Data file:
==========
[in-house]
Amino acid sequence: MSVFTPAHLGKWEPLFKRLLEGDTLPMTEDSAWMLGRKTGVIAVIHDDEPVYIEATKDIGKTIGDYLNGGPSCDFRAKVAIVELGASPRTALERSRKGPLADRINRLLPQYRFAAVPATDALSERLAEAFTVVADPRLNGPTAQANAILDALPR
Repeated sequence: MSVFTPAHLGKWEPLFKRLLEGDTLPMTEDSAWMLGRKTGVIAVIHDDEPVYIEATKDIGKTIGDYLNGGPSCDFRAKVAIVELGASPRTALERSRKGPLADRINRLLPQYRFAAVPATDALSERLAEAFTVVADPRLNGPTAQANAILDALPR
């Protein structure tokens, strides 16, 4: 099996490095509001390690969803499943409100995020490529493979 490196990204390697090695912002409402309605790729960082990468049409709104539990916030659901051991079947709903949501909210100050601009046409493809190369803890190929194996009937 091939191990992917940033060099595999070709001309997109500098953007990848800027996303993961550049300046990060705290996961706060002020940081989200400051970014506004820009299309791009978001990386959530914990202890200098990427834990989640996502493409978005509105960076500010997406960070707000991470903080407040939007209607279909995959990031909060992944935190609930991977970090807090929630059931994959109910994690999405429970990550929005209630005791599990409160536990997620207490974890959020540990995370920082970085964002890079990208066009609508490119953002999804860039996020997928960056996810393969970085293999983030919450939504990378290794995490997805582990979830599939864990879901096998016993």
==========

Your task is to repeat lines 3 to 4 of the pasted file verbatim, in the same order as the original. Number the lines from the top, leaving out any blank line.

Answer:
Repeated sequence: MSVFTPAHLGKWEPLFKRLLEGDTLPMTEDSAWMLGRKTGVIAVIHDDEPVYIEATKDIGKTIGDYLNGGPSCDFRAKVAIVELGASPRTALERSRKGPLADRINRLLPQYRFAAVPATDALSERLAEAFTVVADPRLNGPTAQANAILDALPR
């Protein structure tokens, strides 16, 4: 099996490095509001390690969803499943409100995020490529493979 490196990204390697090695912002409402309605790729960082990468049409709104539990916030659901051991079947709903949501909210100050601009046409493809190369803890190929194996009937 091939191990992917940033060099595999070709001309997109500098953007990848800027996303993961550049300046990060705290996961706060002020940081989200400051970014506004820009299309791009978001990386959530914990202890200098990427834990989640996502493409978005509105960076500010997406960070707000991470903080407040939007209607279909995959990031909060992944935190609930991977970090807090929630059931994959109910994690999405429970990550929005209630005791599990409160536990997620207490974890959020540990995370920082970085964002890079990208066009609508490119953002999804860039996020997928960056996810393969970085293999983030919450939504990378290794995490997805582990979830599939864990879901096998016993």